TENS (Transcutaneous electrical nerve stimulation) Machines work by applying electrodes on sticky patches to different areas of the body and then sending a mild current to those areas. This confuses the nerve endings and makes it more difficult for the body to process pain. It feels a little odd, as you’re essentially electrocuting yourself at a really low level, but as long as you start slowly it can actually feel quite nice. 
Like a massage from a tiny robot.

These are good if you have specific areas that you need to target, and can also be used as a form of gentle exercise for the muscles if used correctly.

If using a TENS machine, remember to put the sticky pads either side of the painful area, and don’t have it turned on while placing them. You also shouldn’t let the sticky patches touch while the TENS machine is on.
Start slowly, and you’ll feel a slight tingle, which will increase as you turn it up. Never turn it up to a point that is uncomfortable for you.

There are many types of TENS Machines on the market. Mine is just a simple one from Amazon.

There are also bigger brand names like Quell and Oska Pulse. Although based around the same technology they work slightly differently.

Quell is strapped a specific part of the lower leg no matter the area of the pain and its designed to stimulate enough nerves at once that the body releases it’s own pain relieving chemicals.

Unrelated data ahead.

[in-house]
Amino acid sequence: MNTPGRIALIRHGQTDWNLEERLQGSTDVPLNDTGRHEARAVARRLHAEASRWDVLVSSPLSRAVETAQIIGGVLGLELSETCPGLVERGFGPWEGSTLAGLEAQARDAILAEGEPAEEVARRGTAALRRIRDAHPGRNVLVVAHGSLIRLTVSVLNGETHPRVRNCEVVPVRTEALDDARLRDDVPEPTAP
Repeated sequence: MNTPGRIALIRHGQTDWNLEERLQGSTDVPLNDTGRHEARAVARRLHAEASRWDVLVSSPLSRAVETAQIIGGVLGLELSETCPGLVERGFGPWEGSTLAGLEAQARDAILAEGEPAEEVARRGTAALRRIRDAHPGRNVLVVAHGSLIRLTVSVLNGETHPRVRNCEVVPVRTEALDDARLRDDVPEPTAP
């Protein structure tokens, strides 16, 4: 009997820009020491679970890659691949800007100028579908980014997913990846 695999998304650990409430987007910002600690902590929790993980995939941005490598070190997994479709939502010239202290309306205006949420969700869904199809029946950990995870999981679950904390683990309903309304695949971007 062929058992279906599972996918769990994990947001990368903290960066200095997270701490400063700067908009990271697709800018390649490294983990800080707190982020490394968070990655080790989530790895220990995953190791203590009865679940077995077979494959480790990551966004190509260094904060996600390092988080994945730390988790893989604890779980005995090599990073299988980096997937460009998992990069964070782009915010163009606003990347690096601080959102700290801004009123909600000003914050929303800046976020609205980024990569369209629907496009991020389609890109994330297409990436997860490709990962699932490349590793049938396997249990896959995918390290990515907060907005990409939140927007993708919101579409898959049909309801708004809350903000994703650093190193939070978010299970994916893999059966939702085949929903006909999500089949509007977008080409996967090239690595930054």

Oska Pulse is another device which utilises electromagnetic fields to try and stimulate the body to release it’s own chemicals to deal with pain. It’s placed on or near the area of pain and, unlike the other devices, there isn’t a pulse or tingling feeling.
My friend Laura Chamberlain, over at Laura’s Pen, has done a review of the Oska, which you can check out here.

I’d love to give these two devices a try so I could compare them for you, but they are much pricier than regular TENS machines and I’m afraid I’m not able to afford it. For now I’ll have to let you decide which tiny robot masseuse you go for.

Keep hydrated

Around each joint is something called synovial fluid, which is basically the body’s natural joint lubrication. Keeping yourself hydrated maintains this fluid and keeps the joint moving easily and without friction, which should help lessen pain.


Okay! Come back again tomorrow for part two where we jump into muscle pain. Let joy be unconfined.